Hun Manet (L), prime minister-designate and son of Cambodian Prime Minister Hun Sen, also army chief, arrives at the National Assembly during a plenary session in Phnom Penh, Cambodia, 22 August 2023. EFE-EPA FILE/KITH SEREY

HRW urges Cambodia to ‘fully’ investigate brutal attack on dissident, his wife

Bangkok, Sep 19 (EFE).- Human Rights Watch (HRW) on Tuesday urged Cambodia to “fully” probe a “brutal” assault of a dissident and his wife and said it tested the new government’s “willingness to investigate and appropriately prosecute those responsible for abuses against its critics.”

Men with metal batons viciously attacked Ny Nak and his wife in Phnom Penh on Sep. 12, HRW said.

Ny Nak remains hospitalized with serious wounds to his head and extremities, it added.

The 44-year-old opponent is known for his criticism of the government and spent 18 months in prison for allegedly mocking on social media a speech given by former Prime Minister Hun Sen, who ruled the country for almost four decades with an iron fist.

“The attack against Ny Nak and his wife in broad daylight raises grave concerns that the Hun Sen government’s brutality against critical voices remains unchanged under his son’s rule,” Phil Robertson, deputy Asia director at HRW said in a statement.

Current Prime Minister Hun Manet, who came to power in early August after his father Hun Sen resigned, “has an opportunity to demonstrate that such lawlessness will be fully investigated and prosecuted regardless of who is responsible,” he added.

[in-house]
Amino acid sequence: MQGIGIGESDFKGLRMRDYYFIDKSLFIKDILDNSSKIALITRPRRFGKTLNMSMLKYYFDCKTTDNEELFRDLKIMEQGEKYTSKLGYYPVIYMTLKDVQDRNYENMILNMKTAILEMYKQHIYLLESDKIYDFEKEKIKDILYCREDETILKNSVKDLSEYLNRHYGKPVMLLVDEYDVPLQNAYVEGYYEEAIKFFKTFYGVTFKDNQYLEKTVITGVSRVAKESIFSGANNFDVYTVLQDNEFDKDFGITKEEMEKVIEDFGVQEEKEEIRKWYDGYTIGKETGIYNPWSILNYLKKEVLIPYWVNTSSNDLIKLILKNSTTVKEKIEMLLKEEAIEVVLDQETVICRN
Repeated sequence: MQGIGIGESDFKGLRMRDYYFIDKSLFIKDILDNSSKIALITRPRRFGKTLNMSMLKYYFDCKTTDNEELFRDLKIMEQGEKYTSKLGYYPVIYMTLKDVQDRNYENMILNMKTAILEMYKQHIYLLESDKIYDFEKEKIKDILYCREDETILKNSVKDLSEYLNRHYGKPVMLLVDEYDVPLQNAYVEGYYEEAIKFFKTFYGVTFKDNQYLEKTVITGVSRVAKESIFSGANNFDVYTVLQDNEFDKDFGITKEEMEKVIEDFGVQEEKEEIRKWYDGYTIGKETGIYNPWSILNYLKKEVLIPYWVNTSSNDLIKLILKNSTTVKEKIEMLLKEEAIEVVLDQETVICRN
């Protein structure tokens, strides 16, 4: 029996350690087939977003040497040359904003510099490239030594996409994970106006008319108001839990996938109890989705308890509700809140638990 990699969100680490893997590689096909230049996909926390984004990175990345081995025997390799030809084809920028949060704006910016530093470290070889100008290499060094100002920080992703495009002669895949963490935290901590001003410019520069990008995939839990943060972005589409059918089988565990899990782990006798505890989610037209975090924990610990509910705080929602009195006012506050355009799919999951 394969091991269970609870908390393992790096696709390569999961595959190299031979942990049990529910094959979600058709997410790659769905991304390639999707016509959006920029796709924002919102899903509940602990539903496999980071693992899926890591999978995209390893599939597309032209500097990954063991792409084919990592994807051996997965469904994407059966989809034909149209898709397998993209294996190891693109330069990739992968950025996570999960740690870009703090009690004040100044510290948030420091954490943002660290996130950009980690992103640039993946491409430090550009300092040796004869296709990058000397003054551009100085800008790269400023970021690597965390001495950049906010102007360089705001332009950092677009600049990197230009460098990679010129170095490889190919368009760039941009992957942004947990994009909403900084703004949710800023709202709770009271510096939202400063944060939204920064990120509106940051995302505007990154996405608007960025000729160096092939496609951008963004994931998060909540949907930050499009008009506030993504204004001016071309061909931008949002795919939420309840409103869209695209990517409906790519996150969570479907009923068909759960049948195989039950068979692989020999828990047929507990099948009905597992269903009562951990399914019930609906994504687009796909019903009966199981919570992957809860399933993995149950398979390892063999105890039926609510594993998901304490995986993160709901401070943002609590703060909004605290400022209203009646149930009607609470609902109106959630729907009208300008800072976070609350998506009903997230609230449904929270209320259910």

HRW noted that the attack against Nak has “similarities” with other attacks reported earlier in 2023 against members of the opposition Candlelight party, which it said “were never seriously investigated” in Cambodia, where attacks and harassment against critics of the government are common.

Ny Nak told the organization that four men dressed in black clothes and helmets approached his motorcycle and began to hit him on the head and upper body.

The attackers also struck his wife when she tried to push them away.

“I believe they only left because I stopped moving altogether. I think they thought that I was dead. I was thinking at the time that they intended to kill me by how brutally they were beating me,” Nak said.

The attack was triggered by a series of recent public criticisms Nak made of the Cambodian government, according to him. EFE